I’ve just returned from a week long trip to Disney World and Seaworld in Orlando Florida. This was our second trip in the past 5 years. We had planned the trip for a very long time, and it was a highly anticipated break from the rat race (no pun intended) of our busy day to day lives. Disney didn’t disappoint, we deeply enjoyed our experience. The only regret is we could not extend our trip for two weeks.
From an amateur photographers standpoint several thoughts worked through my head throughout the week. If anyone out there is planning a trip to Disney I hope this helps.
1. Leave the DSLR at home!
People have fallen in love with the DSLR camera. Nearly every family I saw had at least one family member with a DSLR strapped around their neck, lugging a backpack, and carrying a soft drink. Most were Canon T3i‘s or Nikon‘s equivalent, although I did see quite a few 60D‘s, 7D’s and even a 5D or two. I, on the other hand, toted my Canon G9 Power Shot. It’s a point and shoot, but a very robust point and shoot. And, it’s light and compact. There were only two occasions where I missed features of my DSLR set up. One was on the Animal Safari at Animal Kingdom where I could have used my Tamron 70-300 lens to zoom better on some wildlife. And the other was during the Shamu show at Seaworld, where I could have used a quicker shutter than the G9 could produce (also missed the zoom there as well). However 90% of the photos taken were of the family, the G9 handled that task very well. My advice, take a decent, compact, light camera with you, like the Canon Power Shot G series cameras. The photo above was taken with the G9 and I couldn’t have taken a better one with my Canon 7D.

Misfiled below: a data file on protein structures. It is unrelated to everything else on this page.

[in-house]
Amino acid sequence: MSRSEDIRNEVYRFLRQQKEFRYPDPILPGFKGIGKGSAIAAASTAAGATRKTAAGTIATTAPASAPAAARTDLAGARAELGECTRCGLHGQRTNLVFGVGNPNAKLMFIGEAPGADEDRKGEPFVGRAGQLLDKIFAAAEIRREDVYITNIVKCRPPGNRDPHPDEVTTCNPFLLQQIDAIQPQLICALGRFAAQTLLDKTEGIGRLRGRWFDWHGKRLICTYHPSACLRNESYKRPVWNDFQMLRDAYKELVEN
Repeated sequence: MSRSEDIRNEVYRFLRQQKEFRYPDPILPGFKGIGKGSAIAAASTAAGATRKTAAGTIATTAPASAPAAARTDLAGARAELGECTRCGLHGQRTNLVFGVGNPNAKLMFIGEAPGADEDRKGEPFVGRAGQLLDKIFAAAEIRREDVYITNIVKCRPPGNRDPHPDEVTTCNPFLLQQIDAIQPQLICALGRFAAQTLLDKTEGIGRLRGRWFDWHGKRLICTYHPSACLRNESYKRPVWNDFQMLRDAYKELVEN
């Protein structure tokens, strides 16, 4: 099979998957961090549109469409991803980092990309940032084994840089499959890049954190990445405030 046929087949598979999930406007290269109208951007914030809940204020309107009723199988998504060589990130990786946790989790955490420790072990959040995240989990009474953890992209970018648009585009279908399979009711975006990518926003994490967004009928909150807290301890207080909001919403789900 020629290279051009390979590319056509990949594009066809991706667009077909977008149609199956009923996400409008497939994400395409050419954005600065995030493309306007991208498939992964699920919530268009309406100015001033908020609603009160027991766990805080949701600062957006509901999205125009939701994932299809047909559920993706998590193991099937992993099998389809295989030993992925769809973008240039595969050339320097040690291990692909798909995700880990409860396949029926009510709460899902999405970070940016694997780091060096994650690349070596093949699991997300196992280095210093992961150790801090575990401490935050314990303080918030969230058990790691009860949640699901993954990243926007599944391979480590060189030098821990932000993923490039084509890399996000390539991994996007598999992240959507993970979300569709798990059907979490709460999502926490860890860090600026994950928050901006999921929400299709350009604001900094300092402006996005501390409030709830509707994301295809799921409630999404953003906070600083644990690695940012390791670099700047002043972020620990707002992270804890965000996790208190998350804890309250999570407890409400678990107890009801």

2. The Photopass is your best friend
Here is a link to perhaps the best photos you will have taken of the family during your vacation. www.disneyphotopass.com. Basically, when you arrive at any park there will be a Disney employee with a camera who will offer to take your families photo. They will then give you a card to carry with you for future photos around the park. At the end of your vacation you can purchase the photos. They will even throw in a bunch of stock images of the park and characters for your families scrapbook. Plus it allows you, the photographer a chance to be IN a few photos. Also, if you have a tablet or smartphone you can review the images throughout the day while you are waiting in lines. This made for some fun interactions as we looked at the photos as a family while we were waiting in line for a ride or attraction.
3. Watch out for harsh sunlight and extreme backlighting in your images